There’s an undercurrent of friendly competition. While cruising the tables sampling another version of baked beans, families compare the dishes on their table to those on other families’ tables, of course favoring their own with smug satisfaction.
Jim Tankersley of Thousand Oaks, CA, recalls eating outside under “beautiful oak trees” as a young boy. Now the picnic is held in a pavilion. That’s a modern concession to the inconvenience of spring rain or unseasonal cold and high winds. Other aspects, such as Lime Tea, remain the same. “I always drank way too much, way too sweet, College Mound iced tea. That’s what we called it,” Jim remembered.
Decoration Day is a tradition in rural Texas and the South, a regional countrified Day of the Dead, the Mexican holiday of veneration. Many African-American churches have a similar institution called Homecoming. In today’s world, the community reunion and potluck aspects dwarf the cemetery maintenance, usually handled by professionals as part of perpetual care.
The church and the cemetery are about all that remains of the old College Mound community, a bucolic unincorporated hamlet between the small towns of Terrell and Kaufman. Soaring pecan trees and rolling meadows carpeted with verdant spring grasses line the two-lane road that winds its way to College Mound. Back in the day, a number of families lived and farmed nearby. The white frame Methodist church was the center of community life.
It may well be food that keeps College Mound Decoration Day going. Natalie Knabach laments that her now adult children haven’t gotten to come as often as she did growing up, especially since relocating. She recalled telling friends in Chicago about the event in Texas near her hometown. “They were just fascinated that we do it,” said Natalie, noting their surprised admiration “that people come from all over to celebrate family and have a good, old Texas meal.”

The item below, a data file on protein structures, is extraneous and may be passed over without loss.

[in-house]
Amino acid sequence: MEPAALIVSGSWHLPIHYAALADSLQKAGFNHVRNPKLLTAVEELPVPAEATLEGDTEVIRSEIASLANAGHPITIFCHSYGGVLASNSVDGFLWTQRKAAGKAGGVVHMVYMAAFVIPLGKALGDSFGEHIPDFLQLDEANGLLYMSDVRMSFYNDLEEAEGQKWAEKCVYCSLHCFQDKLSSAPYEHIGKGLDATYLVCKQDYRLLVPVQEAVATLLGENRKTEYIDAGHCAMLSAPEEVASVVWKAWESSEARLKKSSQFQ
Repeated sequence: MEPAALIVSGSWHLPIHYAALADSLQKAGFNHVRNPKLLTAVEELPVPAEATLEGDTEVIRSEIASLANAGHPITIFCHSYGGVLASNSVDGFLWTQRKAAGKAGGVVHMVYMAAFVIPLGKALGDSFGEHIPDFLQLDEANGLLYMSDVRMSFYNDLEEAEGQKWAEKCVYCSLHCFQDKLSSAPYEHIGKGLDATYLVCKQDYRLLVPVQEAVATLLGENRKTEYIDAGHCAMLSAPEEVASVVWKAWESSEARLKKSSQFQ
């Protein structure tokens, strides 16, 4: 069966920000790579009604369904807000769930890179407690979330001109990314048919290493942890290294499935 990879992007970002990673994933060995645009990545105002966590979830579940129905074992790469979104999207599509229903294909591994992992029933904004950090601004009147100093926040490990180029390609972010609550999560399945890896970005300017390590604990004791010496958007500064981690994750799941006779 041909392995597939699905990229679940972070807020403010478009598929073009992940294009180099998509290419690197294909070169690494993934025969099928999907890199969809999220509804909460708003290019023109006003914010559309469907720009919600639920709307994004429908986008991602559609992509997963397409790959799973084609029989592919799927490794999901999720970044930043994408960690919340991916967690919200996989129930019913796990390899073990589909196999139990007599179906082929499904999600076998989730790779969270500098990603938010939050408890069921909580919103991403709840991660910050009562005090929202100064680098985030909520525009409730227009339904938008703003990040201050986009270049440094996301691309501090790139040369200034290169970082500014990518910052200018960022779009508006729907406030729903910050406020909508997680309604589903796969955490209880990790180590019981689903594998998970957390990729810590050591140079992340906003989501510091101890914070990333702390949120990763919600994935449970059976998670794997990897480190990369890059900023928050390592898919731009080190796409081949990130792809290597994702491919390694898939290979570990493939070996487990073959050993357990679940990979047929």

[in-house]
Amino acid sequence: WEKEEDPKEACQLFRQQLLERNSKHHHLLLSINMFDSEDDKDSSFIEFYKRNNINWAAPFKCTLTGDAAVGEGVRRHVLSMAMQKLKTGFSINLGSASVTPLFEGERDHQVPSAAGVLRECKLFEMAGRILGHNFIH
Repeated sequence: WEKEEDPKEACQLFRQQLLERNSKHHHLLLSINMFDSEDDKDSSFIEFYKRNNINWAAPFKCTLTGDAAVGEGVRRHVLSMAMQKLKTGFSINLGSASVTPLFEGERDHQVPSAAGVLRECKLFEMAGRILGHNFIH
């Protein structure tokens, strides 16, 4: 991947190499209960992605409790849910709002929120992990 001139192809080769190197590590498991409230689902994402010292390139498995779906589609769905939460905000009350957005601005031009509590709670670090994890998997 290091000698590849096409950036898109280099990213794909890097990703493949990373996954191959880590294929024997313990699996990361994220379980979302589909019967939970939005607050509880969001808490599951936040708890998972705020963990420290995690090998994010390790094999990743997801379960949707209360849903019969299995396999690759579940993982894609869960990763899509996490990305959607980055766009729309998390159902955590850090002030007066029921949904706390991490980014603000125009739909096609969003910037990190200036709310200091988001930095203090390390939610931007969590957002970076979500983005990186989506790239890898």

If your family was part of the College Mound community as was Jim Tankersley’s, “Decoration Day was pretty much a sacred time for our family.” He, like others, wants to see the tradition continue but understands that time and distance take their tolls. Because he was a Naval aviator when his children were young, the family moved often. He recalled a conversation with his daughter one Decoration Day. “I told Jennifer I was sorry she had to move so many times and had not had the day-to-day consistent influence of those loving, but very stern, people in Terrell.”
Clint Crews, Debbie’s nephew, brought his young family from Denver, as he does every couple of years. “I’ve been coming more since Inie (his grandmother Inace Howie) passed. As a kid, I came to play and eat fried chicken. As I get older, I come to celebrate the lives of those who passed,” he said with a nod to the nearby cemetery.
“133rd anniversaries don’t happen very often,” notes Debbie referring to this year’s Decoration Day milestone. “So I gladly accepted the job of carrying the torch for a while. At the end of the day, I’m just stepping up for my turn.”
Memories, fried pies and chicken will continue to fuel Decoration Days to come.
Maud Shepherd’s Cuppa, Cuppa, Cuppa Cobbler
Recipe: Dotty Griffith
Photo: Andrew Vracin
This simple dessert is divine with whipped cream or ice cream, especially when served warm. Most any tree fruit or summer berry will work.
Recipe: Dotty Griffith
Photo: Andrew Vracin
It’s hard to believe that the juice of just one lime can make all the di erence in a pitcher of sweet tea. But try this and you’ll see why it is the signature beverage of College Mound Decoration Day. The key is to make the tea strong so that when poured over ice, it dilutes to just the right strength.
Apricot Fried Pies
Recipe: Dotty Griffith
Photo: Andrew Vracin
Fried pies, an East Texas calzone filled with fruit, are the taste memory that pulls many back to Decoration Day year after year. When it is time to fry, make sure your oil is hot enough so that pies float right away, but not so hot that the crust bubbles and darkens in spots. Using dried instead of fresh fruit harkens to the early days of Decoration Day and also makes it easier to achieve a filling that is thick, fruity and not too watery. You could substitute dried peaches or apples.
Dotty Griffith is the author of THE TEXAS HOLIDAY COOKBOOK - Second Edition ©2013, Taylor Trade Publishing.